(If you haven’t read part one, you’ll want to catch up.)
Remember how I said that every time you answer a question about this family, another one springs up in the original question’s place? Death, marriage, and birth (yes, even though he was born in the 1880s, birth) records for William E. Campbell do just that.
William Ernest Campbell, a conductor/driver for the Cleveland Transit Co., who died in Lake Lucerne, Geauga County, Ohio on 16 May 1962, was born in Ohio on 29 January 1886. His wife, Mary H. Campbell, was the informant for his death certificate, and she either did not know or couldn’t recall her husband’s parent’s names.
William Campbell and Mary H. Wilson were married on 15 May 1913, which is consistent with indirect evidence of their marriage year in the 1930 Census.3 The marriage was William’s second, his first one having ended in divorce. His reported age, twenty-seven, is consistent with an 1886 birth year, and his birthplace, Cleveland, Ohio, matches every other record of his birth we’ve evaluated–so far, anyway. William’s father, James, is named (which is consistent with the 1900 Census4), but his mother is reported as “(f-n-u)” (first name unknown) Naegel. Maybe Fannie’s maiden surname was Naegel, but it would be very odd for William–who is named as a co-applicant with Mary, meaning he was almost certainly the one who provided information about himself–to not know Fannie’s first name, considering she lived with William and his first wife just three years prior to the Campbell-Wilson marriage.5
Speaking of William’s first wife, her maiden name was Evelyn I. McEachern, and they were married on 3 January 1910 in Cleveland. (You’re going to want to remember Evelyn’s parents, William McEachern and Evelyn Endean, for later). According to the application, William was the sole applicant/informant. Even though Fannie Campbell would be listed as his mother on the 1910 census just months after the Campbell-McEachern marriage,7 William either didn’t know or couldn’t remember his own mother’s name when he applied for the license. It’s beginning to look more and more like Fannie Campbell was not William’s biological mother.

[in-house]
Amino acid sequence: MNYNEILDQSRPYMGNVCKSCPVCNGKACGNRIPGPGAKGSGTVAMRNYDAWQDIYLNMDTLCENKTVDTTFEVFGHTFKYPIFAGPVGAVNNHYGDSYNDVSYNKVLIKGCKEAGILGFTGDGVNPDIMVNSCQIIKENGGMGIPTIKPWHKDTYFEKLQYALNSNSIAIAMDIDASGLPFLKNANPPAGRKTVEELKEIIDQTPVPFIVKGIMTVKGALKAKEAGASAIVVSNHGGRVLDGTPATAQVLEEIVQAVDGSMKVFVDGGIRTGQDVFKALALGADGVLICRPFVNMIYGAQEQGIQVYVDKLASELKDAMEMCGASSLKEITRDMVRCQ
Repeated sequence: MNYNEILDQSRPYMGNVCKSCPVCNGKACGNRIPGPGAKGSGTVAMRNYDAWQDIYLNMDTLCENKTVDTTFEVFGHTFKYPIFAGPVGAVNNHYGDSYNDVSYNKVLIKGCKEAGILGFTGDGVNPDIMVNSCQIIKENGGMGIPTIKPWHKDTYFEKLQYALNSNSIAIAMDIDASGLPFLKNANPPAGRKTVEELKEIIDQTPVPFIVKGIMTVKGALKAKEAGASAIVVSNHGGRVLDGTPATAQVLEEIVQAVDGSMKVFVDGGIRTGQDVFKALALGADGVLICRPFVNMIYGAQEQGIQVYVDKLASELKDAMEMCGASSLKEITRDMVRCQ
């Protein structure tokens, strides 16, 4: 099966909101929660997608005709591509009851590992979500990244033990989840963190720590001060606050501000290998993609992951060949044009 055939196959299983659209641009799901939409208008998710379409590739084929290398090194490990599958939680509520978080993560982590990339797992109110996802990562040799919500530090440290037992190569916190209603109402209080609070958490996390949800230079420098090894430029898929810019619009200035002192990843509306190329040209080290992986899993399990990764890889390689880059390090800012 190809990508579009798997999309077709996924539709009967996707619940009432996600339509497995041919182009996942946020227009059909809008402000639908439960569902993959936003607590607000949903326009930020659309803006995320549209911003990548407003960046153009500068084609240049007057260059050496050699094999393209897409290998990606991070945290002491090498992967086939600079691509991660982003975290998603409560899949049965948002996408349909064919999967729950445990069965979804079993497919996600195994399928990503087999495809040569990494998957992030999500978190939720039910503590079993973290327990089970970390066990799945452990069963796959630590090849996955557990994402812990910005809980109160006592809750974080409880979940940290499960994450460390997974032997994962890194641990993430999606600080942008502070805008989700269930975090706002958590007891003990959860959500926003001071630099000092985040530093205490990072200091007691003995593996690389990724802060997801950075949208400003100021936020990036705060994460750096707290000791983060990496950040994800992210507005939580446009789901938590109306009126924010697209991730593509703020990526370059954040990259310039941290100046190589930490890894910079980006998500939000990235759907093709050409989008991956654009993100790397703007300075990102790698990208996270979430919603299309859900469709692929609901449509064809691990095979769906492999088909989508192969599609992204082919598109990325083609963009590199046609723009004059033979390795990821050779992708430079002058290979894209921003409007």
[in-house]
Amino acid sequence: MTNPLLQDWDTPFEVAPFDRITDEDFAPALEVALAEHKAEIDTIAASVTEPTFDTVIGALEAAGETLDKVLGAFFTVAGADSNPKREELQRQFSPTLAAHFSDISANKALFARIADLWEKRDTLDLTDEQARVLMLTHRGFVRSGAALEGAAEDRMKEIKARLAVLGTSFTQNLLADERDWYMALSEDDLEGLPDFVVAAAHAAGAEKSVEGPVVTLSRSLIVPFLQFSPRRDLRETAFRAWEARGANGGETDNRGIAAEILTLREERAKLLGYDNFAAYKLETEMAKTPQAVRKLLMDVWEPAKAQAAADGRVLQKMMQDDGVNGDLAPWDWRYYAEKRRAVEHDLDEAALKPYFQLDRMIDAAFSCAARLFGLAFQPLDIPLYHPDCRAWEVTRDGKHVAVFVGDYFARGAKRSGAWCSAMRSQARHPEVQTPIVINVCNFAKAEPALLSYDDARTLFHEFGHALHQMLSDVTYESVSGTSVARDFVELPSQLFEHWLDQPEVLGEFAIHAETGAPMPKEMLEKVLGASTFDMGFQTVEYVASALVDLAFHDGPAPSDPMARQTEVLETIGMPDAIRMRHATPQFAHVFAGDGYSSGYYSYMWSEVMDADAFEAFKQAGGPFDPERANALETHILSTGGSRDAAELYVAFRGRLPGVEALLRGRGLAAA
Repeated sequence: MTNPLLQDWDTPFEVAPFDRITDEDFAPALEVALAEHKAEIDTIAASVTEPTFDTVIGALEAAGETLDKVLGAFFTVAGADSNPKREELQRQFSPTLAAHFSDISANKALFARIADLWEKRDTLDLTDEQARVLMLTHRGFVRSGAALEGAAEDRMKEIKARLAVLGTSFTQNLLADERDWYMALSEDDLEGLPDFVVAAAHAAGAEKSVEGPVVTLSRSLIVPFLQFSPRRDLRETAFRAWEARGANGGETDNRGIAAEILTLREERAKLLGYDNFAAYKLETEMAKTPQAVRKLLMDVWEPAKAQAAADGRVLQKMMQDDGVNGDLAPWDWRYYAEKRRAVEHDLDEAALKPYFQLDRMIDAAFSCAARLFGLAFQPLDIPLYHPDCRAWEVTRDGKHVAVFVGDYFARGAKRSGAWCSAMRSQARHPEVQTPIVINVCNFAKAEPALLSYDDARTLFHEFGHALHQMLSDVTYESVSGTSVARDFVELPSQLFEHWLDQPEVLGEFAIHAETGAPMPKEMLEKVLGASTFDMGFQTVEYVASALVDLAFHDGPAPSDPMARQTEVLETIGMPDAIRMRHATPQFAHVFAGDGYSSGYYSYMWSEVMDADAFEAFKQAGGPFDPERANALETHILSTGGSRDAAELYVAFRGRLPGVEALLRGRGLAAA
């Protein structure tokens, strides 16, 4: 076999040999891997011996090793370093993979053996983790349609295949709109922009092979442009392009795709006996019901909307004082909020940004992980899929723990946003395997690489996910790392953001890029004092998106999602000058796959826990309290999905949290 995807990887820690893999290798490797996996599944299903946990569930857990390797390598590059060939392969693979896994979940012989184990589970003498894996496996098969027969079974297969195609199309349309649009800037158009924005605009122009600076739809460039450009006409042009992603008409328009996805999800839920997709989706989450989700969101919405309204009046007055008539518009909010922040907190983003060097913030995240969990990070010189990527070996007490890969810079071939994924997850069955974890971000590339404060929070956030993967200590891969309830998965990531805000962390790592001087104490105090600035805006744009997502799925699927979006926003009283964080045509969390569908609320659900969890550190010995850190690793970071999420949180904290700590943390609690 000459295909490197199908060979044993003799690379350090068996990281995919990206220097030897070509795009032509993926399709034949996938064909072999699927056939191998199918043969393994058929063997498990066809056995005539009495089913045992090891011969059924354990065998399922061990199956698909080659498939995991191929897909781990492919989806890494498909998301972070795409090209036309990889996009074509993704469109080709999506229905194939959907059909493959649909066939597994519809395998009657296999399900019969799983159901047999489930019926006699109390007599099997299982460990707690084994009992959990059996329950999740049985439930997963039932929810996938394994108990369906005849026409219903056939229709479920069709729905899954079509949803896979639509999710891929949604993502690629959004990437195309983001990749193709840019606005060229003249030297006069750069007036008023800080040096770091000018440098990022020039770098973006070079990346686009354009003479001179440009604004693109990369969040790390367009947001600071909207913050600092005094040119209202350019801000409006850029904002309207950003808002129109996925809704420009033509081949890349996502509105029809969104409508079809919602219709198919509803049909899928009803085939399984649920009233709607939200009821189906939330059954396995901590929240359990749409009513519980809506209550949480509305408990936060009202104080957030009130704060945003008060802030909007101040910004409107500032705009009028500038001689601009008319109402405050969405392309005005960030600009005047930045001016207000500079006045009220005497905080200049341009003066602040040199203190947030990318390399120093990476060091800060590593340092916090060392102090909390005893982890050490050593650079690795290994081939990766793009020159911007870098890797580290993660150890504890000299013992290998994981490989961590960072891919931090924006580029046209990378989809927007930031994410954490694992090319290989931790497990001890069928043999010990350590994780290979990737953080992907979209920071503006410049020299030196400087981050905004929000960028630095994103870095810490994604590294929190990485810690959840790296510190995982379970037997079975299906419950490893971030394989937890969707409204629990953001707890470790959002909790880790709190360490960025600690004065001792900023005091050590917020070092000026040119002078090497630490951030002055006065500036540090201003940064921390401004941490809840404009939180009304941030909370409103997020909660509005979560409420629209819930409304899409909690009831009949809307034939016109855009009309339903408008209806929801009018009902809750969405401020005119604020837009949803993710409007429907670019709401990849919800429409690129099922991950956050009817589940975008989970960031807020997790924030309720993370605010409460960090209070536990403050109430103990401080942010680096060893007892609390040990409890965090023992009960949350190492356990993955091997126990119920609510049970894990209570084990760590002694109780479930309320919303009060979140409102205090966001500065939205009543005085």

Remember how I mentioned that Evelyn I. McEachern was my great-great grandmother, but William was not my great-great grandfather? Well, way back when you still had to write the Cuyahoga County Archives to request a copy by mail, the Campbell-McEachern marriage record was my first encounter with William E. Campbell, and we are just not going to talk about how much time I spent trying to find a record of him in Los Angeles to no avail before I untangled this knot. Nope. Not gonna talk about it–except to say that negative evidence is still a form of evidence,8 and to remind everyone that almost no genealogical record can be absolutely 100% trusted in and of itself. William E. Campbell, who married Evelyn I. McEachern in Cleveland in 1910 was not born in Los Angeles. Recording errors happen, people misspeak or they forget, and sometimes people lie. I think there’s a chance William intentionally bent the truth about his birthplace, but we’ll get to that (and his genuine connection to Los Angeles) later.
William is twenty-four years old on the Campbell-McEachern marriage application, which is consistent with his death certificate, his second marriage application, and his 1886 birth return. More than likely, a miscommunication or enumerator error led to William being recorded as a thirty-four year-old in the 1910 Census.9
On 12 September 1918, William Campbell registered for the World War I draft. He provided the registrar with his full name, his birth date, his occupation, and his address: 9601 Lamontier,10 which was also his residence when the 1920 census was taken.11 While not a vital record per se, World War I draft cards are often some of the earliest records of vital statistics for men of William Campbell’s generation. But do you know why I love Ohio? Because Ohio state law mandated civil birth registration beginning in 1867,12 decades before it became standard practice for the entire U.S. in the early twentieth century.
Although this Return of a Birth doesn’t list the baby’s name, there’s enough information to more than reasonably conclude that it’s a record of William Ernest Campbell’s birth. The birth date and year match his death certificate, as well as both of his marriage applications. The father’s name and nativity, James Campbell from England, is consistent with both marriage applications and the 1900 Census.14 The mother’s surname, “Nagle,” is consistent with the Campbell-Wilson marriage application, spelling aside, and her nativity “American,” is consistent with the 1910 through 1930 Censuses.15 Finally, the address, 7 McCurdy St, is consistent with the James Campbell family’s address in 1900 (56 McCurdy St),16 house number aside.
Unless Mary (Naegel/Nagle) Campbell started going by Fannie later in life, it seems highly unlikely that Fannie Campbell was William E. Campbell’s biological mother. She wasn’t, by the way, and we’ll get into the proof in Part Three: The James and Mary C. Nagle Family. Fannie was related to William in other ways though (that’s right, I said ways again), and I don’t just mean as his stepmother. We’ll get there.